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I have a sentence:

We are having a party this evening.

I don't know why we use present continuous. In grammar, we don't use having for possess.

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    I'm not sure what your problem is here? The present continuous is used correctly here as it describes a planned event that is happening in the future. More information on the use of present continuous can be found here: learnenglish.britishcouncil.org/en/english-grammar/verbs/… – Jascol Feb 5 '16 at 17:25
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    I suppose technically speaking, We're having a party tonight is the same as I'm going to London tonight. But somehow the precise syntactic relationships seem not to be the same if I compare We have a party tonight with I go to London tonight (the former seems like a perfectly ordinary way of reminding your partner to pick up some beer on the way home from work; the latter just sounds klunky, formal, and dated). – FumbleFingers Feb 5 '16 at 17:31
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    The word have does not always mean "to possess something". If you look it up on Oxford Dictionary you will see it has even a meaning of "to eat" and in your context it means "organize and bring about" according to the Oxford Dictionary. Check out the meaning 4.2 oxforddictionaries.com/definition/english/have – Mrt Feb 5 '16 at 18:01
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We use the present continuous for things that are going to happen in the future, but which we have already arranged with other people.

The question "Why do we use the present continuous for future plans" is a very good question.

Well, one reason is that English only has two tenses. It has a past tense and a non-past (present) tense. We need to use some kind of present tense construction to describe our plans about the future.

We usually use the present simple, for example, I play the violin to describe things that generally or usually or often happen. We usually use will for predictions or guarantees about the future I will play the violin for you, I promise. We normally use the present continuous for things when we want to show that they are happening now, as opposed to usually Shhh, Bertha's playing the violin.

In English, when we make arrangements with other people, we think that that plan has already started to happen. This isn't such a strange idea. Imagine you see me dressed in very nice clothes and wearing lots of aftershave. You might say "Why are you looking so smart today?" I might answer you "I'm meeting a special girl this evening. We're going out for a meal." You can already see the results of my plan. I've chosen special clothes. I've put on some aftershave. My plan has already started happening. So this plan is happening right now. It started when I arranged to have a date. The process has already started even though my actual date is this evening, not right now. We use the present continuous for things that are happening now. So, when we make arrangements in English, we usually use the present continuous.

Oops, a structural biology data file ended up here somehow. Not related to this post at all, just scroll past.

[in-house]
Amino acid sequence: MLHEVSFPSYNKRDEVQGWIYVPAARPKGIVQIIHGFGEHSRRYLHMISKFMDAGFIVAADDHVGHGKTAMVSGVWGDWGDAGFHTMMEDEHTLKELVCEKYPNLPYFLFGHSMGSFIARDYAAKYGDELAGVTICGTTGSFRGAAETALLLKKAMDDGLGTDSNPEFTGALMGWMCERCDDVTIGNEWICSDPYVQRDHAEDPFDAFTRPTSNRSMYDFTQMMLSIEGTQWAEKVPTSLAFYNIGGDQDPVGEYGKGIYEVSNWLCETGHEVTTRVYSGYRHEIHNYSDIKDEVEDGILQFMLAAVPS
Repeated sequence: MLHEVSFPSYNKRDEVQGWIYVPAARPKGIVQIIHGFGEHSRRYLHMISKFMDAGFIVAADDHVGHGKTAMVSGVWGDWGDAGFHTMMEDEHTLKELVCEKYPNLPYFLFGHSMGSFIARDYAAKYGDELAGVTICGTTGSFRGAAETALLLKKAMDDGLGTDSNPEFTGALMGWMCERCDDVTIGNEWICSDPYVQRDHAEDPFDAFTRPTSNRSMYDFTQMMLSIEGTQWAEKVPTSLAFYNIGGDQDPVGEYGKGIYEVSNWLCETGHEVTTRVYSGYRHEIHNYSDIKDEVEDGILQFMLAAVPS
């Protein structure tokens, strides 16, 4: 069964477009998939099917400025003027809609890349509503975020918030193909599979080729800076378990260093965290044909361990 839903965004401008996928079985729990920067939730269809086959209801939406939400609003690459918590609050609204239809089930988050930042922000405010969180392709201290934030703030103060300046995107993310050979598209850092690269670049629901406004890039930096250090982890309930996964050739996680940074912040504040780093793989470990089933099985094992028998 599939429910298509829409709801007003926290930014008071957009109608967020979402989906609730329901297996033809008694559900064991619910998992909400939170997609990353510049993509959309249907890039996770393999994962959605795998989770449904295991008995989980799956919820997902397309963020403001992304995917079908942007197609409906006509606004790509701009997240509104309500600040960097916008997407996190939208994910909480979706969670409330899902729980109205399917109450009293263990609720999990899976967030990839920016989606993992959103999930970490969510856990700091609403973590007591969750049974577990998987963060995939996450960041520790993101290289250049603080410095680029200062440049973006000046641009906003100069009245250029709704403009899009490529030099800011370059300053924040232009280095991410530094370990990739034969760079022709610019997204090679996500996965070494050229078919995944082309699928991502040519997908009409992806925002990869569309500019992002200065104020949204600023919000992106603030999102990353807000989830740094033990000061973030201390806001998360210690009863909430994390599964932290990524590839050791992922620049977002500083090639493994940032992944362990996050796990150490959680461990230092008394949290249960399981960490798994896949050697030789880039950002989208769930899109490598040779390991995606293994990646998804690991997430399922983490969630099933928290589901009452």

The Original Poster's question

We are having a party this evening.

The speaker is using the present continuous in this sentence because this plan has already started. It is in process right now.

  • We also use the present continuous for things that are happening now. (Sorry about the noise. I'm having a party this evening.) I assume the OP wants to know why we say, e.g., I'm having a good day but not I'm having a nice brother or I'm having not much money right now. – Jim Reynolds Feb 13 '16 at 10:30
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One use of the present continuous is talking about fixed plans in the (near) future.

  • I'm doing my homework this evening. I'm starting university in September. Sally is meeting John at seven o'clock this evening in a restaurant downtown.

See Grammar Lessons, future, point 1. Link

The present continuous has several uses. English Page gives an overview: 1 now - 2 longer actions, now - 3 near future - 4 with always Link

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To have a party is like to throw a party. Both mean to host a party.

We often use is/are going to to refer to future time or events in the future.

See "When I grow up, I am going to be a doctor"- Is it correct?.

In depth explanation of the difference between "will" and "going to"?.

When to use "be going to" / present continuous in future?.

Why is 'what will you do tomorrow evening' incorrect?.

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